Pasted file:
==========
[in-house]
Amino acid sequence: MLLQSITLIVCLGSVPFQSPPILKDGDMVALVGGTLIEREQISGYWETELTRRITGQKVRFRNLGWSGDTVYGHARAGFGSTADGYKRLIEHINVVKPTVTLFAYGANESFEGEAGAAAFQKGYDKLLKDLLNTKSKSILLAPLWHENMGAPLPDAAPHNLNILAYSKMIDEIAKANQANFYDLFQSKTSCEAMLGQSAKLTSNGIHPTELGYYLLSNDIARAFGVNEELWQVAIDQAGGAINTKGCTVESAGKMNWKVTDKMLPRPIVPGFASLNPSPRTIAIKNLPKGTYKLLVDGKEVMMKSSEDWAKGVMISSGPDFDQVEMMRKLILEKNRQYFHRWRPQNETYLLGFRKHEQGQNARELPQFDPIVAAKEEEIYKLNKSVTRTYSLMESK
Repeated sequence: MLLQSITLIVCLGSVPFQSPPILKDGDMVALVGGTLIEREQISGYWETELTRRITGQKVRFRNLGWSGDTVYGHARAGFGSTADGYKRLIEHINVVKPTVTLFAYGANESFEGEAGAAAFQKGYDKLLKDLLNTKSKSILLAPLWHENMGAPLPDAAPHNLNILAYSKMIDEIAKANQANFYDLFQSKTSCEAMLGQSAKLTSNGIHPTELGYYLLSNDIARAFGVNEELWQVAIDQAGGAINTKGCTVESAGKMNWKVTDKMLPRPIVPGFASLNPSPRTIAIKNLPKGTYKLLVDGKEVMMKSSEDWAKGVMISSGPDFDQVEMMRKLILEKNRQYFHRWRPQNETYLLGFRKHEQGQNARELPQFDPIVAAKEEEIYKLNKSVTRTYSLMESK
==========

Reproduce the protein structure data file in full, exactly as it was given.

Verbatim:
[in-house]
Amino acid sequence: MLLQSITLIVCLGSVPFQSPPILKDGDMVALVGGTLIEREQISGYWETELTRRITGQKVRFRNLGWSGDTVYGHARAGFGSTADGYKRLIEHINVVKPTVTLFAYGANESFEGEAGAAAFQKGYDKLLKDLLNTKSKSILLAPLWHENMGAPLPDAAPHNLNILAYSKMIDEIAKANQANFYDLFQSKTSCEAMLGQSAKLTSNGIHPTELGYYLLSNDIARAFGVNEELWQVAIDQAGGAINTKGCTVESAGKMNWKVTDKMLPRPIVPGFASLNPSPRTIAIKNLPKGTYKLLVDGKEVMMKSSEDWAKGVMISSGPDFDQVEMMRKLILEKNRQYFHRWRPQNETYLLGFRKHEQGQNARELPQFDPIVAAKEEEIYKLNKSVTRTYSLMESK
Repeated sequence: MLLQSITLIVCLGSVPFQSPPILKDGDMVALVGGTLIEREQISGYWETELTRRITGQKVRFRNLGWSGDTVYGHARAGFGSTADGYKRLIEHINVVKPTVTLFAYGANESFEGEAGAAAFQKGYDKLLKDLLNTKSKSILLAPLWHENMGAPLPDAAPHNLNILAYSKMIDEIAKANQANFYDLFQSKTSCEAMLGQSAKLTSNGIHPTELGYYLLSNDIARAFGVNEELWQVAIDQAGGAINTKGCTVESAGKMNWKVTDKMLPRPIVPGFASLNPSPRTIAIKNLPKGTYKLLVDGKEVMMKSSEDWAKGVMISSGPDFDQVEMMRKLILEKNRQYFHRWRPQNETYLLGFRKHEQGQNARELPQFDPIVAAKEEEIYKLNKSVTRTYSLMESK